So, then what are we to do with the memory of the Holocaust? Leave it alone and think of it as a unique embodiment of historical evil that, thank goodness, wasn’t perpetuated by America and will hopefully never happen again? Or are we to learn from it to recognize the warning signs of fascism and genocide and to more vigorously attack bigotry and hate at home? If the former, why are we herding thousands of schoolchildren throughout Holocaust memorials each year? If the latter, why haven’t we learned the Holocaust’s lessons already? Why have we elected a leader who tried to ban refugees of a certain faith from entering the country?

If you ask me, we should honor the memory of the Holocaust by trying to prevent it from ever happening to anyone again. If my Eastern European great-grandparents were not accepted as immigrants to America in the early twentieth century – some of them living undocumented for a time – there’s a good chance that I would not exist today. Last spring, I stood at the Holocaust memorial in Berlin, staring at pictures of Jews being evacuated from Lodz, Poland, the city that my dad’s family had left a few decades before. My family history is a potent reminder of the importance of granting safety to those who need it.

My family was lucky, arriving during the wave of European Jewish immigration before the U.S. limited immigrants from “undesirable” groups through a quota system. The U.S. continued to tighten immigration restrictions in the early 1940s, even as Jewish refugees looked for shelter from Nazism. Other Jews were not given a chance to survive.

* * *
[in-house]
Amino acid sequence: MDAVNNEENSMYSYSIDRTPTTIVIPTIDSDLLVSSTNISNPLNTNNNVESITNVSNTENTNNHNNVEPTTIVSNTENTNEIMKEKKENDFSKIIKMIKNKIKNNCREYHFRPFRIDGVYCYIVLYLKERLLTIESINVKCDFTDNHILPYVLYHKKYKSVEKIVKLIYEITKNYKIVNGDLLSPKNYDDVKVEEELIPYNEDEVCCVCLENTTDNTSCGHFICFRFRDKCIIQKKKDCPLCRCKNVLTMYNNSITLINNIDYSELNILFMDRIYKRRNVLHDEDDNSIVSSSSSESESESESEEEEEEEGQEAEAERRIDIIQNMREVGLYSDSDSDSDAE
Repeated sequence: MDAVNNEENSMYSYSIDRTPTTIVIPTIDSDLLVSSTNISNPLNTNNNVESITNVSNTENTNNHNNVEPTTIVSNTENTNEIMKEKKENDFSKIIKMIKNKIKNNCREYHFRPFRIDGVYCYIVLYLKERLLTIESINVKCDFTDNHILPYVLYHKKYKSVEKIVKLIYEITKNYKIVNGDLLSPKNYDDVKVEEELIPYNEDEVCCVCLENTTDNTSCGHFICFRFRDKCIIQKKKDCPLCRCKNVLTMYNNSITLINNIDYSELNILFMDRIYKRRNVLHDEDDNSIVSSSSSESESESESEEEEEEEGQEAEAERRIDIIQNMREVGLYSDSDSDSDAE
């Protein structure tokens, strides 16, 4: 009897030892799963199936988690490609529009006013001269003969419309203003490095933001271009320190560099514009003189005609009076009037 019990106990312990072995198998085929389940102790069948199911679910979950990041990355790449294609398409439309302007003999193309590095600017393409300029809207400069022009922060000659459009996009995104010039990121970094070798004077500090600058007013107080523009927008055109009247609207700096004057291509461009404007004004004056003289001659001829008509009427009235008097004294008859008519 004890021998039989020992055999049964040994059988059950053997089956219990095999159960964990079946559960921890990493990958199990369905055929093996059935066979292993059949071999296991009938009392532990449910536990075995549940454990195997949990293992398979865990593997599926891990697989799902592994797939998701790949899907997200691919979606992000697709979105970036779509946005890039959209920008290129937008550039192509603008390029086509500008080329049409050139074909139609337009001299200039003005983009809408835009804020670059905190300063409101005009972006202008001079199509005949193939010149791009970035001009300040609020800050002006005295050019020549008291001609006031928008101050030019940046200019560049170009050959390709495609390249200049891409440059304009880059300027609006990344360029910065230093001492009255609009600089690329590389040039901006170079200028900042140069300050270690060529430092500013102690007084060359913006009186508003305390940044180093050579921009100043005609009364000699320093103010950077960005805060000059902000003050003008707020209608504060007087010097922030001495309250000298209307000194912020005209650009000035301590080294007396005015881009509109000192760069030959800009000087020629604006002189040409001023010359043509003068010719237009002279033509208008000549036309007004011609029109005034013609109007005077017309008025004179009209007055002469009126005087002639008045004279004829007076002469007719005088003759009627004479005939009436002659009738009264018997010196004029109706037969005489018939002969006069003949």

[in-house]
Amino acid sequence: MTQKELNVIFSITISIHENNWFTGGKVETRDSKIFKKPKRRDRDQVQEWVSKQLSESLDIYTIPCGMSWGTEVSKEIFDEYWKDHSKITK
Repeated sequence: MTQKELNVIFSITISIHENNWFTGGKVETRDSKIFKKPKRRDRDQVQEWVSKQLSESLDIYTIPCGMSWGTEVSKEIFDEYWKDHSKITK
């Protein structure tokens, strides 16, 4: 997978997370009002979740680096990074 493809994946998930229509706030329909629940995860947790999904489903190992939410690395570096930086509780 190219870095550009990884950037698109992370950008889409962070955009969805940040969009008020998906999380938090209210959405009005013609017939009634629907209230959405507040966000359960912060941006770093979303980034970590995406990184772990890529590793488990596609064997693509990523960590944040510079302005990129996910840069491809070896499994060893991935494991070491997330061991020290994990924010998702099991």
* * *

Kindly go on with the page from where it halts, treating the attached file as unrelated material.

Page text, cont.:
But Trump didn’t mention that history in his speech. Instead, his words invoked the image of Americans as saviors: “We remember those first hopeful moments of liberation, when at long last the American soldiers arrived in camps and cities throughout occupied Europe, waving the same beautiful flags before us today, speaking those three glorious words: ‘You are free.’”

“Other Jews were not given a chance to survive.” | [Public Domain], via Pixabay

His memorialization of the Holocaust was about preserving American comfort by placing moral culpability for the Holocaust – and other genocides – far from our soil. Trump could have mentioned the United States’ delayed reaction to the Holocaust or the consequences of its restrictive immigration policies. But he didn’t.

Praising Trump for his Day of Remembrance speech is moving the goalposts. A standard speech about the Holocaust only seems noteworthy because his administration has previously misappropriated the Holocaust and underestimated anti-Semitism. An American president properly acknowledging the Holocaust is not a radical or especially praiseworthy stance – and should not be treated as one just because Trump has previously struggled to condemn anti-Semitism with the full force it deserves. We should focus on the fact that Trump still has yet to show that he has reflected on the horrors of the Holocaust or learned anything from its history.

What Trump did on the Day of Remembrance was the bare minimum. And it was consistent with the American approach to history, in which we protect our self-image by distancing ourselves from the horrors of the past, without taking the opportunity to wrestle with their implications. If Trump truly cared about the Day of Remembrance – if he cared about standing against the loss of innocent life, against baseless hatred, against authoritarianism – there are plenty of ways he could show it. He could welcome with open arms the refugees, asylum seekers, and immigrants seeking safety on America’s shores. He could apologize for his words that have dehumanized and scapegoated Muslim, Mexican, and Black people. He could fire Steve Bannon. Unless he does, I’m saving my praise.

Mari Cohen is a journalist, poet, and fourth-year history major at the University of Chicago.


[1] “America’s Holocaust: Memory and the Politics of Identity,” by James E. Young, 73.